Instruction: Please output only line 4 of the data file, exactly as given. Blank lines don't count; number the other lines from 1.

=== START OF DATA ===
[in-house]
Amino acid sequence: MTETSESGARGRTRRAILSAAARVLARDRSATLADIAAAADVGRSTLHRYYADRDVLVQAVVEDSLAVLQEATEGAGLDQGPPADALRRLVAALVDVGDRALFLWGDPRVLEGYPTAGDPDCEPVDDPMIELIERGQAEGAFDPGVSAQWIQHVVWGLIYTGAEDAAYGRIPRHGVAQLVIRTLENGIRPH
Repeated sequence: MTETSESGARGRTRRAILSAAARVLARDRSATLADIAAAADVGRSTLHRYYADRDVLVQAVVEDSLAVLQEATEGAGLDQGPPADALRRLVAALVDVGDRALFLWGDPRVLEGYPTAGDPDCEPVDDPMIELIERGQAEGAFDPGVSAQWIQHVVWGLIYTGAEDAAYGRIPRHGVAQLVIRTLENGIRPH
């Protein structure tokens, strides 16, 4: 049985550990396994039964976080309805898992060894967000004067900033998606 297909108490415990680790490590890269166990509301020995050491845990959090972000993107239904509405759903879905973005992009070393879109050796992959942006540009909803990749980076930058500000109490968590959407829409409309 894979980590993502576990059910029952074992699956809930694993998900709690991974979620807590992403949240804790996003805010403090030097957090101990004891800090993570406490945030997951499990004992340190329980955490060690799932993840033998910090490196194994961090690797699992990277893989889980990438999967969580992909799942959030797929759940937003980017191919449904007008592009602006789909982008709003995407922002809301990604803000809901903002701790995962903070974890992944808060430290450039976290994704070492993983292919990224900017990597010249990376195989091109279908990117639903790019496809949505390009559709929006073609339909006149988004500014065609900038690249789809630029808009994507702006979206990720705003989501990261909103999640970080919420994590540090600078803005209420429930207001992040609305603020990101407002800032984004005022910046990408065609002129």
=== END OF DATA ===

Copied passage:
């Protein structure tokens, strides 16, 4: 049985550990396994039964976080309805898992060894967000004067900033998606 297909108490415990680790490590890269166990509301020995050491845990959090972000993107239904509405759903879905973005992009070393879109050796992959942006540009909803990749980076930058500000109490968590959407829409409309 894979980590993502576990059910029952074992699956809930694993998900709690991974979620807590992403949240804790996003805010403090030097957090101990004891800090993570406490945030997951499990004992340190329980955490060690799932993840033998910090490196194994961090690797699992990277893989889980990438999967969580992909799942959030797929759940937003980017191919449904007008592009602006789909982008709003995407922002809301990604803000809901903002701790995962903070974890992944808060430290450039976290994704070492993983292919990224900017990597010249990376195989091109279908990117639903790019496809949505390009559709929006073609339909006149988004500014065609900038690249789809630029808009994507702006979206990720705003989501990261909103999640970080919420994590540090600078803005209420429930207001992040609305603020990101407002800032984004005022910046990408065609002129």